Acid and Limestone Rock
This Progress Report was submitted by Dave Clark, Andy Jameson, Kyle Kennedy, Dan Frank [e-mailto:] on 9/21/98.
WE learned a great deal today from Dr. Green as far as our experiment is concerned. He told us that the basic chemical equation would be the addition of HCL and H20. This is simply adding hydro-chloric acid to water. This chemical reaction should allow us to create various ph levels as well as different molarities. We will be measuring the molarity of each test sample as well as the ph level. Dr. Green suggested that we test calcite as well as limestone rock. Calcite has some of the same properties as limestone, so measuring the two would be beneficial. We will have about eight different samples of acid. Each ph level will have five test samples.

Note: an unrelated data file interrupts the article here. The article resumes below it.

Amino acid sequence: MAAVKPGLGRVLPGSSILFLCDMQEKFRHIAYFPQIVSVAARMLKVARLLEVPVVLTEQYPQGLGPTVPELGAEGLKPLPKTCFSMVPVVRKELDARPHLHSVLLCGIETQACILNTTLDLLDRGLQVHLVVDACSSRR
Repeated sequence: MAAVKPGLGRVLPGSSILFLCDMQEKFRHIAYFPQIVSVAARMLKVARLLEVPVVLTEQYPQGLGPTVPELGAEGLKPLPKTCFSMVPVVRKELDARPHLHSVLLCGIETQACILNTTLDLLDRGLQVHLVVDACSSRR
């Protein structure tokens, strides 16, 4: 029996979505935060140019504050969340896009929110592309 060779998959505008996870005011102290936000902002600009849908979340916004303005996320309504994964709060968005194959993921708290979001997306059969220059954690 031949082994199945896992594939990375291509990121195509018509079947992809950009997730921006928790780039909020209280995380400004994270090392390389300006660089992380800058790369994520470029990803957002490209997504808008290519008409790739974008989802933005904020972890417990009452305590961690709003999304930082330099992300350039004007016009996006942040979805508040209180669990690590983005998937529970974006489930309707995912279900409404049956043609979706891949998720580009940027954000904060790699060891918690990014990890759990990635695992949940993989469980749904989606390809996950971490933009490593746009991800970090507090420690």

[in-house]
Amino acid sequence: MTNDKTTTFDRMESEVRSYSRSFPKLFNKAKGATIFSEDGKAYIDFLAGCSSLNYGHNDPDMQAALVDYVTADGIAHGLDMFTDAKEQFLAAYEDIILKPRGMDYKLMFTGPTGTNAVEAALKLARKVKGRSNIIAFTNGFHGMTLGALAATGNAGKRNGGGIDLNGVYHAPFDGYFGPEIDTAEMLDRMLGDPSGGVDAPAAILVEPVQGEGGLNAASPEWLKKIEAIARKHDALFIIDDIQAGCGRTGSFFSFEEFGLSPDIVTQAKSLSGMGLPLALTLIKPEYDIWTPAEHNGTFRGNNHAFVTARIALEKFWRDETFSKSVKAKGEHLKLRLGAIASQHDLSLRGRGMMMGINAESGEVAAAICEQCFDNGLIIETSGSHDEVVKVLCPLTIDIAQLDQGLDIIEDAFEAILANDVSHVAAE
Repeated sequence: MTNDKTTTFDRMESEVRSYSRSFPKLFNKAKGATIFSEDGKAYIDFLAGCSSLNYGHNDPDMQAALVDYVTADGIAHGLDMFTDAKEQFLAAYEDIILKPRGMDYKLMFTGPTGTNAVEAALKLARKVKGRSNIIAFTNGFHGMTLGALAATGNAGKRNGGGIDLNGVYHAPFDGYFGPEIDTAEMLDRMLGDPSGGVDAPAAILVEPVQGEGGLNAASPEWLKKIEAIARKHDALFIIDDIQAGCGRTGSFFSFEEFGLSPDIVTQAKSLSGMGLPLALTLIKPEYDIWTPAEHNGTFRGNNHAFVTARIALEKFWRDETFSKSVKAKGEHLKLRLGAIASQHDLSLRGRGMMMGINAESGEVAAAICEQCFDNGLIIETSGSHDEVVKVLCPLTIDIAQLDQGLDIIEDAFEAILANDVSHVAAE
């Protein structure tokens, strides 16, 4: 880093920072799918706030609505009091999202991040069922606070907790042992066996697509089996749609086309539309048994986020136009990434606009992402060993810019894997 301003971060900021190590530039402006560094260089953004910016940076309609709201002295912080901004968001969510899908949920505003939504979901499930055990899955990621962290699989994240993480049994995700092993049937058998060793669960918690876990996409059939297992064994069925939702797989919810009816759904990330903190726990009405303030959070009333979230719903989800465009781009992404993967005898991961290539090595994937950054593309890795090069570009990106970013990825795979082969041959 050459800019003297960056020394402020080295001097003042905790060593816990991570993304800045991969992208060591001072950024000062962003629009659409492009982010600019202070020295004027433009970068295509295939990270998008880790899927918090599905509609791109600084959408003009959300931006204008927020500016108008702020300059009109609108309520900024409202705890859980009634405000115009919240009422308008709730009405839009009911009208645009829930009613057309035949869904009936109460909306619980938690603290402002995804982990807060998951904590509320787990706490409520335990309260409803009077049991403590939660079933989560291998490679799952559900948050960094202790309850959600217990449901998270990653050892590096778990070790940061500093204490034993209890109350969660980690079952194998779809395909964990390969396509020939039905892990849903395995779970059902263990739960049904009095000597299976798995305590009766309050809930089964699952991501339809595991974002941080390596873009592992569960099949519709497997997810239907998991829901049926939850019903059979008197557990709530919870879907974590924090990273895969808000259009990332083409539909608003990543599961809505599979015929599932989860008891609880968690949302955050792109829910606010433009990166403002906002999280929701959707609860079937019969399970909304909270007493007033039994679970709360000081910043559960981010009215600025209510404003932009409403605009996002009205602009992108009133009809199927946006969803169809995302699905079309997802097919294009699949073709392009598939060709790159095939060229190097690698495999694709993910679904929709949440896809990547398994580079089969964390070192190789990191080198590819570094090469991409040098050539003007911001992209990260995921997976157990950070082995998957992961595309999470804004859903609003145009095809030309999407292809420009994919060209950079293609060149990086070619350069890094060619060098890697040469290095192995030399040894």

Thus, we will have 40 total acid samples using limestone. Likewise, we will be testing 25 samples of calcite in 5 different ph levels. Our limestone samples will need to be of similar weight and shape so that the samples are almost identical. Also, during the experiment, we will have to moniter the acid and its interaction with the rock. Since limestone is a base, it will attempt to neutralize the acid over time. Thus, we will have to regulate the ph level by adding more acid as the limestone attempts to raise the level.
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